Semiconductors in Nanotechnology - How Does Getting Smaller Benefit Them?

For the past several decades, scientists have been experimenting with the potential benefits that nanomaterials, particularly carbon nanotubes, could offer semiconductors. As researchers develop methods to further reduce the size of semiconductor materials, dramatic improvements in the physical and chemical properties of these materials continue to arise. In conclusion, minimizing the size of semiconductor materials has been shown to maximize the performance of semiconductors for their application in a wide range of material applications.

                                                                                       

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The Benefit of Quantum Size Effect (QSE)

           The quantum size effect (QSE) arises as a result of the increased quantum confinement of the electrons and holes following the increased reduction in size of small crystalline structures, such as that which occurs during the nanoscaling of semiconductor materials. Nanomaterials affected by QSE exhibit changes in their electronic structures, which results in an intermediate molecular size that falls between the size of a molecule and its bulk material. When present in this intermediate state, the individual energy density of states (DOS) of valence and conduction bands in metals and semiconductors undergo a unique transformation that leads to the spatial enclosure of charge carriers within these structures.

As a result of the electron structural changes that arise from QSE, dramatic modifications from the physical properties of bulk materials can be demonstrated by manufactured nanomaterial. By manipulating the size and shape of these intermediate atoms, researchers are able to adjust the energy and optical transitions of nanoengineered semiconductor materials. For example, by modifying the electronic energy state, researchers can adjust the light emission capable of passing through these nanoparticles to be within the ultraviolet, visible, near-infared and/or mid-infared spectral ranges, depending on the desired application of the material.

Widened Bandgap Advantages

           Bulk semiconductors are typically characterized by their different composition-dependent bad gap energy (Eg) values. Eg represents the minimum amount of energy required to excite a ground state electron to reach the vacant conduction energy band. Nanoscale semiconductors often exhibit a widened band gap that provides these materials with a unique chemical stability at high operating temperatures.

This thermal stability therefore provides a wide range of advantages to systems equipped with nanoscale semiconductors, especially when compared to similar silicon-based devices. For example, electronic systems can eliminate the need for excess wires, connectors or cooling systems that would previously have been needed to cool systems in the event that temperatures rise. Many systems, especially those involving fuel combustion, high-temperature manufacturing and drilling processes, can benefit by improving the reliability of their performance in the presence of these extremely high temperatures.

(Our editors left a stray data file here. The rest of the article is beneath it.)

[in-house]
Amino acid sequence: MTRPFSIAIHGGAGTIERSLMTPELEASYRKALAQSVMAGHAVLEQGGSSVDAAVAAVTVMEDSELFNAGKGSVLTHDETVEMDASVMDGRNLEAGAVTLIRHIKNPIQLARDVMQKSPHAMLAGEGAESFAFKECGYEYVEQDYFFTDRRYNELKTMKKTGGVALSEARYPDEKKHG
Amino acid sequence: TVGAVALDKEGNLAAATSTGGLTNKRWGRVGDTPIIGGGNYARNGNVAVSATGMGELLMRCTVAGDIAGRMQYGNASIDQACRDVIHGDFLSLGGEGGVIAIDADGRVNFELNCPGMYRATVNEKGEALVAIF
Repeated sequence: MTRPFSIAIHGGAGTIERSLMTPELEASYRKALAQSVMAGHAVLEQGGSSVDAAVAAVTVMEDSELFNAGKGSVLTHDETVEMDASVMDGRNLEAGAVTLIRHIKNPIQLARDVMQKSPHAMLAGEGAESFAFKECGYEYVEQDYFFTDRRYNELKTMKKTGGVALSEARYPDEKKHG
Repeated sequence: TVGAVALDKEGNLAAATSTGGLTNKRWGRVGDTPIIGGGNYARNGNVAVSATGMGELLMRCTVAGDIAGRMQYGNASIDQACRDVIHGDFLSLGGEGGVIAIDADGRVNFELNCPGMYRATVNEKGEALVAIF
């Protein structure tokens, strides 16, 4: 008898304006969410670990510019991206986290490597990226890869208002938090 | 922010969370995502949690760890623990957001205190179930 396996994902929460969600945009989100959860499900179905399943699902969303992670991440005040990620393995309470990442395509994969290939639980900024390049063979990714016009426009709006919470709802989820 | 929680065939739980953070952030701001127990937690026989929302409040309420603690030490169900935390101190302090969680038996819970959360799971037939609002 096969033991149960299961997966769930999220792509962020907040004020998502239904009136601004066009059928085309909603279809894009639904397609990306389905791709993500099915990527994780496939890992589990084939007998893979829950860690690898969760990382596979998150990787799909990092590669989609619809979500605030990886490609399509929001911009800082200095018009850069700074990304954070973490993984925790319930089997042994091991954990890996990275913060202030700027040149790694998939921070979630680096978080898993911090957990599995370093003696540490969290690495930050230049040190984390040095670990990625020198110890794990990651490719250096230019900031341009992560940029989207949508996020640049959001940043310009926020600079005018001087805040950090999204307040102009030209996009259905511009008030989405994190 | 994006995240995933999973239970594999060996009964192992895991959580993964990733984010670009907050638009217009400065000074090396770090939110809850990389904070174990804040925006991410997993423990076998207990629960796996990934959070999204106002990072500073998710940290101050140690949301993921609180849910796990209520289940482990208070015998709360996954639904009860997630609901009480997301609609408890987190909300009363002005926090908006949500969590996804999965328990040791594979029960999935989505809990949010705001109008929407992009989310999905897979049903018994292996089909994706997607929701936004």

The elimination of these excess materials, which would otherwise increase the size, weight and overall complexity of the system, significantly improves thermal management. Within the aerospace industry, minimizing the weight of electronic systems plays a crucial role in determining the overall reliability of these systems during operation. By improving high-temperature capabilities of aircrafts, electronic control of engines, which can reach to temperatures of up to 600 °C, they can be better maintained to ensure passenger safety.

Challenges

           While this modification in the physical properties of nanomaterials has allowed for the development of increasingly strong materials, such as graphene, material chemistry researchers often struggle with the ability to determine the correlation between the physical properties that may arise with each newly created physical dimension. To this end, each component of a nanostructure must be carefully scaled in order to achieve the perfect combination of material compositions and length scales that will be appropriate for the final product of interest.

References

  1. Nahu, S. N., & Nanda, K. K. (2001). Nanostructure Semiconductors: Physics and Applications. Proceedings of the Indian National Science Academy 67(1); 103-130.
  2. Smith, S. M., & Shuming, N. (2010). Semiconductor Nanocrystales: Structure, Properties and Band Gap Engineering. Accounts of Chemical Research 43(2); 190-200. DOI: 10.1021/ar9001069.
  3. Neudeck, P. H., Okojie, R. S., & Chen, L. (2002). High-Temperature Electronics – A Role for Wide Bandgap Semiconductors? Proceedings of the IEEE 90(6); 1065-1076.

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Benedette Cuffari

Written by

Benedette Cuffari

After completing her Bachelor of Science in Toxicology with two minors in Spanish and Chemistry in 2016, Benedette continued her studies to complete her Master of Science in Toxicology in May of 2018. During graduate school, Benedette investigated the dermatotoxicity of mechlorethamine and bendamustine, which are two nitrogen mustard alkylating agents that are currently used in anticancer therapy.

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